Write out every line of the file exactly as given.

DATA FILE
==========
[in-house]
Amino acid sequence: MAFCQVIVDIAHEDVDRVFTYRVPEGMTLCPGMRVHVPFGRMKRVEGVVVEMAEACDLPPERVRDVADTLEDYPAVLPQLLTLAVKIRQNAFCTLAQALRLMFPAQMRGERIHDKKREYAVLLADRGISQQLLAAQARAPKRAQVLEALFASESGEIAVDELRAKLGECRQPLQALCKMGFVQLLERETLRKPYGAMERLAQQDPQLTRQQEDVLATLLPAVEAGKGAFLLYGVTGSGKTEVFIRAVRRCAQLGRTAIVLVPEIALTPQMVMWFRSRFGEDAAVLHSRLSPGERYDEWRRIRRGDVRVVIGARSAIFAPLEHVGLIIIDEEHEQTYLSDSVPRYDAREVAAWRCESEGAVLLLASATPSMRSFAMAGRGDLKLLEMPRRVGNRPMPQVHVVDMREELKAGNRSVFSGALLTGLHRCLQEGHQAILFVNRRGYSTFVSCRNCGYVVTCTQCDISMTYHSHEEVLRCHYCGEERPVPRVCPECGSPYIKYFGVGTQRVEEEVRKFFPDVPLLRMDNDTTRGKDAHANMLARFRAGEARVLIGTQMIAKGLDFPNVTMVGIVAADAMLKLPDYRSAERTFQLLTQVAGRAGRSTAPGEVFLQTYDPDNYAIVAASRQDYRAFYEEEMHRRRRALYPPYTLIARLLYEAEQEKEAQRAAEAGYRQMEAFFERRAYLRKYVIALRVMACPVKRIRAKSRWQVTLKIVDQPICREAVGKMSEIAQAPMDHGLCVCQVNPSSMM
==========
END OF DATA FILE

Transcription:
[in-house]
Amino acid sequence: MAFCQVIVDIAHEDVDRVFTYRVPEGMTLCPGMRVHVPFGRMKRVEGVVVEMAEACDLPPERVRDVADTLEDYPAVLPQLLTLAVKIRQNAFCTLAQALRLMFPAQMRGERIHDKKREYAVLLADRGISQQLLAAQARAPKRAQVLEALFASESGEIAVDELRAKLGECRQPLQALCKMGFVQLLERETLRKPYGAMERLAQQDPQLTRQQEDVLATLLPAVEAGKGAFLLYGVTGSGKTEVFIRAVRRCAQLGRTAIVLVPEIALTPQMVMWFRSRFGEDAAVLHSRLSPGERYDEWRRIRRGDVRVVIGARSAIFAPLEHVGLIIIDEEHEQTYLSDSVPRYDAREVAAWRCESEGAVLLLASATPSMRSFAMAGRGDLKLLEMPRRVGNRPMPQVHVVDMREELKAGNRSVFSGALLTGLHRCLQEGHQAILFVNRRGYSTFVSCRNCGYVVTCTQCDISMTYHSHEEVLRCHYCGEERPVPRVCPECGSPYIKYFGVGTQRVEEEVRKFFPDVPLLRMDNDTTRGKDAHANMLARFRAGEARVLIGTQMIAKGLDFPNVTMVGIVAADAMLKLPDYRSAERTFQLLTQVAGRAGRSTAPGEVFLQTYDPDNYAIVAASRQDYRAFYEEEMHRRRRALYPPYTLIARLLYEAEQEKEAQRAAEAGYRQMEAFFERRAYLRKYVIALRVMACPVKRIRAKSRWQVTLKIVDQPICREAVGKMSEIAQAPMDHGLCVCQVNPSSMM